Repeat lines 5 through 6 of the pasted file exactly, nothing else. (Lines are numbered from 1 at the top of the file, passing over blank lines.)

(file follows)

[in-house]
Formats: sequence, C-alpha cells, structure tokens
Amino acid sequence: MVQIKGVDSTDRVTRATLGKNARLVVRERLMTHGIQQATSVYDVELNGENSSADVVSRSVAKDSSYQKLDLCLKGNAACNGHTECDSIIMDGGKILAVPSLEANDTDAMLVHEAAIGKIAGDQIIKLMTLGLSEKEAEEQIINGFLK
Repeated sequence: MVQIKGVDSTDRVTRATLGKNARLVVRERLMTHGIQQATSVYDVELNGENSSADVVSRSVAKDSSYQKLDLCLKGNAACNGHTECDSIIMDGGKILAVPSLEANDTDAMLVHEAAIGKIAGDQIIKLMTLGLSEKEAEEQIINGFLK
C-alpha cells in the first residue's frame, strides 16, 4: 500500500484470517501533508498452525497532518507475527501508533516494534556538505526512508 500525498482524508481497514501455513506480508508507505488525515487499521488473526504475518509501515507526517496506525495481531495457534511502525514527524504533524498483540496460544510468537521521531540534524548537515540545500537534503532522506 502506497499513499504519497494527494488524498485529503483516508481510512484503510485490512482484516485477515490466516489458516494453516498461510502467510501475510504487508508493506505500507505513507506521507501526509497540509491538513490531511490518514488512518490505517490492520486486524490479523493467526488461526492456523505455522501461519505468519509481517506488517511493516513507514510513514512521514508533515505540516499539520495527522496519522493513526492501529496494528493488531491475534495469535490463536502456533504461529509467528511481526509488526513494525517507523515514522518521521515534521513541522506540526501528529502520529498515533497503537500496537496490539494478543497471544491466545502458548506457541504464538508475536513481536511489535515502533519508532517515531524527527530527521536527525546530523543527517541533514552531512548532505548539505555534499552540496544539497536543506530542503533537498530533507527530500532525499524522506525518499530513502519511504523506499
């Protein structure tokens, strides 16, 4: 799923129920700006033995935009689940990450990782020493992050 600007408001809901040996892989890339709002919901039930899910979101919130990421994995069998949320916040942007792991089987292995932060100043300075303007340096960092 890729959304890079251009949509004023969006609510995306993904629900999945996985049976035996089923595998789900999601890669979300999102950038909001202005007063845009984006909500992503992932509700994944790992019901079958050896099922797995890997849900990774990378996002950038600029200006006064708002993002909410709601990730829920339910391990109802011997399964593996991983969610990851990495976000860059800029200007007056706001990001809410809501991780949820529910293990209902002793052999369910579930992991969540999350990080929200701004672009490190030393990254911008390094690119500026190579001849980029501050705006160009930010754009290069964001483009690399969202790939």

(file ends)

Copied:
C-alpha cells in the first residue's frame, strides 16, 4: 500500500484470517501533508498452525497532518507475527501508533516494534556538505526512508 500525498482524508481497514501455513506480508508507505488525515487499521488473526504475518509501515507526517496506525495481531495457534511502525514527524504533524498483540496460544510468537521521531540534524548537515540545500537534503532522506 502506497499513499504519497494527494488524498485529503483516508481510512484503510485490512482484516485477515490466516489458516494453516498461510502467510501475510504487508508493506505500507505513507506521507501526509497540509491538513490531511490518514488512518490505517490492520486486524490479523493467526488461526492456523505455522501461519505468519509481517506488517511493516513507514510513514512521514508533515505540516499539520495527522496519522493513526492501529496494528493488531491475534495469535490463536502456533504461529509467528511481526509488526513494525517507523515514522518521521515534521513541522506540526501528529502520529498515533497503537500496537496490539494478543497471544491466545502458548506457541504464538508475536513481536511489535515502533519508532517515531524527527530527521536527525546530523543527517541533514552531512548532505548539505555534499552540496544539497536543506530542503533537498530533507527530500532525499524522506525518499530513502519511504523506499
């Protein structure tokens, strides 16, 4: 799923129920700006033995935009689940990450990782020493992050 600007408001809901040996892989890339709002919901039930899910979101919130990421994995069998949320916040942007792991089987292995932060100043300075303007340096960092 890729959304890079251009949509004023969006609510995306993904629900999945996985049976035996089923595998789900999601890669979300999102950038909001202005007063845009984006909500992503992932509700994944790992019901079958050896099922797995890997849900990774990378996002950038600029200006006064708002993002909410709601990730829920339910391990109802011997399964593996991983969610990851990495976000860059800029200007007056706001990001809410809501991780949820529910293990209902002793052999369910579930992991969540999350990080929200701004672009490190030393990254911008390094690119500026190579001849980029501050705006160009930010754009290069964001483009690399969202790939």